I love the underground economy outside of drug dealing and such. Headline from nypost.com: “Bridge too far: Dozens of vendors still swarm Brooklyn Bridge in free-for-all — selling illegal cocktails, pics with live snake.” Some dub it “disgusting.” I’d object only if the vendors did not clean up after themselves. Photo from NYP:
Another new term: “Swatting” — when someone makes a false 911 report to elicit a large and aggressive police response. According to an article at foxnews.com by Megan Myers, it is on the increase and very difficult to track the source. Lotta idiots out there.
Here are one-hit wonders culled from Wiki. I choose the one I like best from each year beginning from the rock n roll era until 1975:
Julie London — Cry Me A River (1955), three million copies sold. She recorded 29 studio albums. The first four cracked the Top 20, so it’s misleading to lump her with the OHW’s.
Carl Perkins — Blue-Suede Shoes (1956). A legend despite the tag.
Mickey & Sylvia — Love Is Strange (1957). Still a great listen. “Oh, lover boy…” (Sylvia Robinson, co-lead vocal)
The Big Bopper — Chantilly Lace (1958). Hilarious track, a great voice stilled the day the music died. “Oh, baby, you know what I like…” (J Richardson, TBB himself)
The Skyliners — Since I Don’t Have You (1959). A recording likely to last as long as mankind does.
Maurice Williams and the Zodiacs — Stay (1960). Less than two minutes, pure joy.
Ernie K-Doe — Mother-In-Law (1961). Probably wouldn’t be allowed in today’s PC world. “The worst person I know…” (Allen Toussaint)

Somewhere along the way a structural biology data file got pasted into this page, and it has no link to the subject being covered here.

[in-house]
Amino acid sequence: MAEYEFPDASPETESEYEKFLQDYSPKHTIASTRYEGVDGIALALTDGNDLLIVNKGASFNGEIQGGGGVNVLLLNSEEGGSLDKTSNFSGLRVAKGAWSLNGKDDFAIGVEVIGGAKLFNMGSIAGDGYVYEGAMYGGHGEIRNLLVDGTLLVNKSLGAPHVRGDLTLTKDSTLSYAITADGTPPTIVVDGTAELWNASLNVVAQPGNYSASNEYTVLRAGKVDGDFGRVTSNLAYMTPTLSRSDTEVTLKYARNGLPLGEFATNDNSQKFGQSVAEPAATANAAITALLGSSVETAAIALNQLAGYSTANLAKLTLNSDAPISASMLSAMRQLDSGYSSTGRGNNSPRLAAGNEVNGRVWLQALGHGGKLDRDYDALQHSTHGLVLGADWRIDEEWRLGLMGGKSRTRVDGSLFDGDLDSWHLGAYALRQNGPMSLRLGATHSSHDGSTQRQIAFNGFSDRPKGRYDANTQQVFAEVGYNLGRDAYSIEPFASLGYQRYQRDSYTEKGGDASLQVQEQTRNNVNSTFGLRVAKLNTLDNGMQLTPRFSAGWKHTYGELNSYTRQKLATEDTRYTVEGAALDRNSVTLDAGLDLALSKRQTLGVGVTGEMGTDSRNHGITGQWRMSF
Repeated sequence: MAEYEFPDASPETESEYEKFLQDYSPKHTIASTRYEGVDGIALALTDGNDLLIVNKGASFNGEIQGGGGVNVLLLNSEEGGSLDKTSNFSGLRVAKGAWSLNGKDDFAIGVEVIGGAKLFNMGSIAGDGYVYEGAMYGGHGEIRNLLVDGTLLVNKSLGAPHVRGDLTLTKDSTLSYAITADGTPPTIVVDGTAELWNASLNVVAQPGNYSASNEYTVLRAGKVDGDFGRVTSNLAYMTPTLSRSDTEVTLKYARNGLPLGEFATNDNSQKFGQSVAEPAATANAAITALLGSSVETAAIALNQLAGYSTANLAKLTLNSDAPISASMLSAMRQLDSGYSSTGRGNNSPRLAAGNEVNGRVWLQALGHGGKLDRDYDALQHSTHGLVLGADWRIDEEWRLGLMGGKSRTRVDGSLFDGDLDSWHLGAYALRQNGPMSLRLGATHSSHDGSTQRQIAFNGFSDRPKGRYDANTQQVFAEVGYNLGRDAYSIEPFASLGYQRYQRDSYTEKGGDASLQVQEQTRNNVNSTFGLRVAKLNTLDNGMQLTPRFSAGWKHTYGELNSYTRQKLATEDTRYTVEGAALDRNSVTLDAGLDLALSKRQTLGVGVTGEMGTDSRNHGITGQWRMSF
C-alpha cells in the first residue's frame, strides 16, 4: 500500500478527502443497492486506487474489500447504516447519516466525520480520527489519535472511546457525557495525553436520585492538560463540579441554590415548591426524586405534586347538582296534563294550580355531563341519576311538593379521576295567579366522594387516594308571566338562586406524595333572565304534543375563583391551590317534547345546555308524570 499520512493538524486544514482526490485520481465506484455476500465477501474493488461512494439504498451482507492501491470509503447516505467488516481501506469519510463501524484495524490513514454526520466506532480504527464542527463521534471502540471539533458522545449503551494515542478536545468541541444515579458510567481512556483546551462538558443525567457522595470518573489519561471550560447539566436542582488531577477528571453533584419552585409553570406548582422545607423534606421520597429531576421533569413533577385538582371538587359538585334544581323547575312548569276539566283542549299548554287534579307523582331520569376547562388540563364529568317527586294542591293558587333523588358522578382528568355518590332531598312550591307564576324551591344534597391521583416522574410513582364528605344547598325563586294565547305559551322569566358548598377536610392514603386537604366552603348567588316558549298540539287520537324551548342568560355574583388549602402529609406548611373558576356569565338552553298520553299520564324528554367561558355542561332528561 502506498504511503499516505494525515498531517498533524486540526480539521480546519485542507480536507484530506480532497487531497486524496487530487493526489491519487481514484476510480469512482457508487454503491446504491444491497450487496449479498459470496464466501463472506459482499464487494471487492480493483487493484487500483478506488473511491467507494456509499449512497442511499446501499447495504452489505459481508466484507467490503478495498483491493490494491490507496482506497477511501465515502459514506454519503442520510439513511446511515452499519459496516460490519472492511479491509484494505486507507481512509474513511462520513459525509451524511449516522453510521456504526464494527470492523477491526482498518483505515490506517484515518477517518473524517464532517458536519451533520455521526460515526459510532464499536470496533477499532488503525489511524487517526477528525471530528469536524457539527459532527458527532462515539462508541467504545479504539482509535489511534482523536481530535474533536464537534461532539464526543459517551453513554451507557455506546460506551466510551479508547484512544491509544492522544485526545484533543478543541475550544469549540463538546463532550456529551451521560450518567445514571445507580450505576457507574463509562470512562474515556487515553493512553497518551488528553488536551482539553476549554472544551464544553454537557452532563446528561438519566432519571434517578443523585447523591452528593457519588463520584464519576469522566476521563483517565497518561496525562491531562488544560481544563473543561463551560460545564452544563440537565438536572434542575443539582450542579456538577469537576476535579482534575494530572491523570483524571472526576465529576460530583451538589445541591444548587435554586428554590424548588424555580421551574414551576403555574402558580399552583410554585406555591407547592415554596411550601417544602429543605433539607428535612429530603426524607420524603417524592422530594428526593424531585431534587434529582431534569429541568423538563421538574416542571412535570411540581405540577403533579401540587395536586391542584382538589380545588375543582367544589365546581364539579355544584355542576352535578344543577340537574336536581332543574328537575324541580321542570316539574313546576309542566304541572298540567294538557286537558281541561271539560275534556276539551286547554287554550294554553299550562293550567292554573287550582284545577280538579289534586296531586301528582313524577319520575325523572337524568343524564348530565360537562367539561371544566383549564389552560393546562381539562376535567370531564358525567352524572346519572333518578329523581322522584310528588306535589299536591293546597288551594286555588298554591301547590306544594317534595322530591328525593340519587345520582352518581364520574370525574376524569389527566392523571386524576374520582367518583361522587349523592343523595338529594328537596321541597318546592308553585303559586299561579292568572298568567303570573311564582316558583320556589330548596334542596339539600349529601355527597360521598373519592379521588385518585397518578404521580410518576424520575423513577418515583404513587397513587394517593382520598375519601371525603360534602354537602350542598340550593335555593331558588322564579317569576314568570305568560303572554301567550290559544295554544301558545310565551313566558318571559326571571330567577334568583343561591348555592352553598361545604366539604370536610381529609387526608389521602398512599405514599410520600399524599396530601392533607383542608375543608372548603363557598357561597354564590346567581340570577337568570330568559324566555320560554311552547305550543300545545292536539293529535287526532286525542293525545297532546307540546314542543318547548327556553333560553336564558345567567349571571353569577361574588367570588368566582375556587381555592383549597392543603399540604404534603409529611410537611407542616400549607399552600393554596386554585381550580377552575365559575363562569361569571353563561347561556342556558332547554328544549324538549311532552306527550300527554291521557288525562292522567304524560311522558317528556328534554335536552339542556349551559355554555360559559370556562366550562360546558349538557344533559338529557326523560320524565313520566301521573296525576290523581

Don & Juan — What’s Your Name (1962). Because I play it on guitar.
Little Peggy March — I Will Follow Him (1963). I was privileged to see her do it live at a Murray the K show at the Brooklyn Fox theater.
The Reflections — (Just Like) Romeo and Juliet (1964). Love it. “… if I don’t find work tomorrow/It’s gonna be (gonna be) heartaches ’n’ sorrow…” (Bob Hamilton/Freddie Gorman)
The Ad Libs — The Boy From New York City (1965). Same as above. “… And he’s cute/In his mohair suit/And he keeps his pockets full of spending loot…” (George Davis/John Taylor)
Bobby Hebb — Sunny (1966). I believe it was the first record I bought.
The Easybeats — Friday On My Mind (1967) Darn near hard rock.
Human Beinz — Nobody But Me (1968). Heard from the street on my way to a college party. “…Nobody can do (Boogaloo) like I do…” (O’Kelly Isley/ Ronald Isley/Rudolph Isley)
Smith — Baby It’s You (1969). Rowdy vocal by the beautiful Gayle McCormick.
The Ides of March — Vehicle (1970). Great singalong vocal by Jim Peterik, the songwriter. “…Great God in Heaven, you know I love you…”
The Beginning of The End — Funky Nassau (1971). Funk indeed!
Looking Glass — Brandy (You’re a Fine Girl) (1972). Fine indeed! “At night when the bars close down/Brandy walks through a silent town/And loves a man who’s not around…” (Elliot Lurie, the lead vocalist.)
Lou Reed — Walk on the Wild Side/Perfect Day (1973). Radical, man. “…Doo do doo do doo do do doo…”
Carl Douglas — Kung Fu Fighting (1974). For the silly person in all of us.
Ace — How Long (1975). Betrayal made beautiful. “…But I can’t help but have my suspicions/’Cause I ain’t quite as dumb as I seem…” (Paul Melvyn Carrack, lead singer)
Here’s Gayle McCormick back in the day. She was taken by cancer at 67 in 2015. She took our breath away. Photo from Google Images:
The floating book shop was rained out for the second straight day and two more washouts are possible. Unlike yesterday, I didn’t have as much to do at the old house, so much more reading than usual was the order of the day. Help!
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